Word of advice, the 16F886 starts at default 4Mhz when powered on. To get 8Mhz internal oscillator, you have to set OSCCON register. The Oshonsoft compiler does not do it automatically, so if you define 8Mhz as frequency in the code, you still have to go set OSCCON bits to 8Mhz in initialization part of the code. (Section 4.2 of 16F886 datasheet)
Of course, you can just leave it at the default 4Mhz if you wish, as long as you define the same in the code.
Steve

PS If flashing LEDs directly from the PIC, always safer to put a 220 Ohm resistor (or thereabouts) in series with the pin and the LED
 
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Hitting all kind of problems with the hardware. Giving up for the day, if not for ever. Thank you both (Eric and Sagor1) for all your help, I've learned a lot today.
 

sagor1

Active Member
Hitting all kind of problems with the hardware. Giving up for the day, if not for ever. Thank you both (Eric and Sagor1) for all your help, I've learned a lot today.
Never give up. It all does work, once you learn how. We all had to start from ground zero at some point. If in doubt, post the entire code you are working with and many here will review and correct (or suggest) how to fix things. However, how you actually wire things on a breadboard are up to you... ;)

Steve (another Steve lol...)
 
Never give up. It all does work, once you learn how. We all had to start from ground zero at some point. If in doubt, post the entire code you are working with and many here will review and correct (or suggest) how to fix things. However, how you actually wire things on a breadboard are up to you... ;)

Steve (another Steve lol...)
OK Sagor1, back again. Done some sorting out of hardware; got a 16Mhz crystal connected between pins 9 and 10, with two 22pF caps one on each leg of xtal, and with other ends of caps to earth (Vss). LED with 390 ohm series connected to Vdd. Using ICSP. MCLR tied to Vdd via 1k8 resistor (disconnected during programming just in case!). Vdd from programmer o/c permanently. Local 5 volt Vdd permanently connected.

After programming, LED remains extinguished, no flashing LED. Programmer confirms programming complete.
Here's the code: I'm wondering if the hardware Xtal install needs some additional initialising code? Some further help would be greatly appreciated.

Define CLOCK_FREQUENCY = 16
TRISB = %00000000
TRISC = %00000000
RB = %00000000
AllDigital
main:
RB = %11111111
WaitMs 100
RB = %00000000
WaitMs 100
Goto main
End
 

sagor1

Active Member
Ok, I think the 100ms is a bit short. a dim led may not flash all that much at that rate, it may seem to be steady on, but dim.
Do 1000ms instead. I tested this code in the simulator, and it works just fine. I turned off all options in the config (brownout, watchdog, etc...), and set HS crystal as clock source.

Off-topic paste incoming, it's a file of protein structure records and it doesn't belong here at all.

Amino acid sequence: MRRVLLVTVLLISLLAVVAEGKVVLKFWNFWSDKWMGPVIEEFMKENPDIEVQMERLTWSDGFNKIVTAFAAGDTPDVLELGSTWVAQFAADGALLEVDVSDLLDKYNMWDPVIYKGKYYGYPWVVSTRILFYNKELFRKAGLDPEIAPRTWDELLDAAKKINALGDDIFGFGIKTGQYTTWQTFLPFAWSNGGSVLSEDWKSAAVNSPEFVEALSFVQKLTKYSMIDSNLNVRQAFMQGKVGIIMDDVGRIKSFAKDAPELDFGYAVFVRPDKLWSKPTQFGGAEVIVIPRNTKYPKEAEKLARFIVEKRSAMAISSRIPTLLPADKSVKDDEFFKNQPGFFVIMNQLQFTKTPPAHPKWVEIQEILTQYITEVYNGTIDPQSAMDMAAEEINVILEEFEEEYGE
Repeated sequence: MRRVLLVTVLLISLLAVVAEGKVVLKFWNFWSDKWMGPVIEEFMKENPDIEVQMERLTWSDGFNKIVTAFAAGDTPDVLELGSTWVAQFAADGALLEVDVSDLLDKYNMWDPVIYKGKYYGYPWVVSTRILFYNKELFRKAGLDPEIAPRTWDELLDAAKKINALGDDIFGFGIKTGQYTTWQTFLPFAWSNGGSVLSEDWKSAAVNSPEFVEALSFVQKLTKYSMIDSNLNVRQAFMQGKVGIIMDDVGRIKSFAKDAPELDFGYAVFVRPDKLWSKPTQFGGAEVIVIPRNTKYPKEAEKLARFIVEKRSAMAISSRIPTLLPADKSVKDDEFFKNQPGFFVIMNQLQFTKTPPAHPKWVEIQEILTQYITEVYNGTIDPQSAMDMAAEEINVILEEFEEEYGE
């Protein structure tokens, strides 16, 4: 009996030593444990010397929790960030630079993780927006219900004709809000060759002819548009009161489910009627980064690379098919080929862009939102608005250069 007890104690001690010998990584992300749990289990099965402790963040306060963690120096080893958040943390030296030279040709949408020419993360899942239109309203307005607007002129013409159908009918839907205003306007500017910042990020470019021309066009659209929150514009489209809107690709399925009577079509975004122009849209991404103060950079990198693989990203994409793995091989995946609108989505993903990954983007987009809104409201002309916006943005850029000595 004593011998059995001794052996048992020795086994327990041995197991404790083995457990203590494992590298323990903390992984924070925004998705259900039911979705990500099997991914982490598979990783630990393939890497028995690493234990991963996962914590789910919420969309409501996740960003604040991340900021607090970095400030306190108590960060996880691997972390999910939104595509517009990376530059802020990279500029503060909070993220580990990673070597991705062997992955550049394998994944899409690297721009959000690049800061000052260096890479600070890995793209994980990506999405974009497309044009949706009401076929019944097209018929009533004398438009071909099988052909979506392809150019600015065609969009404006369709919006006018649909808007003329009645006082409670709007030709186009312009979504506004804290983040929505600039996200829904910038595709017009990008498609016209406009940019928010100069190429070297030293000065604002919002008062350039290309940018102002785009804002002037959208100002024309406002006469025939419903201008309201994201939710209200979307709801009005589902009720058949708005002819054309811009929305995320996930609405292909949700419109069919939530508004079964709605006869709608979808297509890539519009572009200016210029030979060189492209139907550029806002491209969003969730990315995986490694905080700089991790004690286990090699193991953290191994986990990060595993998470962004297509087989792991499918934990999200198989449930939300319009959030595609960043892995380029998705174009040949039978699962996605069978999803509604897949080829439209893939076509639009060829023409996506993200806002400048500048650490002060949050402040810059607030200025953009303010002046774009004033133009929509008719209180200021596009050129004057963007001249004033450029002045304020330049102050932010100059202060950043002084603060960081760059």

Make sure your configuration bits are set properly.

Define CONFIG = 0x3f3a
Define CLOCK_FREQUENCY = 16
'Define SIMULATION_WAITMS_VALUE = 1 'Used for simulation only

AllDigital

ConfigPin PORTB = Output
ConfigPin PORTC = Output

PORTB = 0 'Set low to start
PORTC = 0 'Set low to start


Symbol testpin = PORTB.1 'Define RB.1 as test pin

main:
testpin = 1
WaitMs 1000
testpin = 0
WaitMs 1000
Goto main

Always test one pin at a time. The PIC cannot, technically, drive all outputs at full 25mA at the same time, there is an overall current limit for each port (actually 200mA source or sink for all ports combined).

PS: Make sure the LED is the right way around....
 
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hi Steve
Hardware works fine to your setup and code. I'm hugely relieved and grateful to you for your help. I was despairing that I'd have to abandon my project or search for some other way, but I can now resume with relative impunity.

As a point of interest, may I ask where you obtained the configuration table. It appears as if it automatically generates the numeric code 3F3A corresponding with the bit setup chosen, and looks extremely useful.

But if it isn't generally available, well c'est la vie, and many, many thanks again.
 

sagor1

Active Member
hi Steve
Hardware works fine to your setup and code. I'm hugely relieved and grateful to you for your help. I was despairing that I'd have to abandon my project or search for some other way, but I can now resume with relative impunity.

As a point of interest, may I ask where you obtained the configuration table. It appears as if it automatically generates the numeric code 3F3A corresponding with the bit setup chosen, and looks extremely useful.

But if it isn't generally available, well c'est la vie, and many, many thanks again.
I comes built into the Oshonsoft PIC Simulator IDE. Under "Options", Configuration bits... Once you set them, tell it to "generate Basic code" and it inserts it into the start of the Basic source code. (See below)
Of course, one has to ensure you have the right PIC selected first. The bits are different for different PICs
 
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Thanks again. I can get on with things now. This all came about from my interest in learning how to use I2C communication, and I needed a micro equipped with the "MSSP" module enabling this protocol to be used. Bound to be back with questions about it!
Regards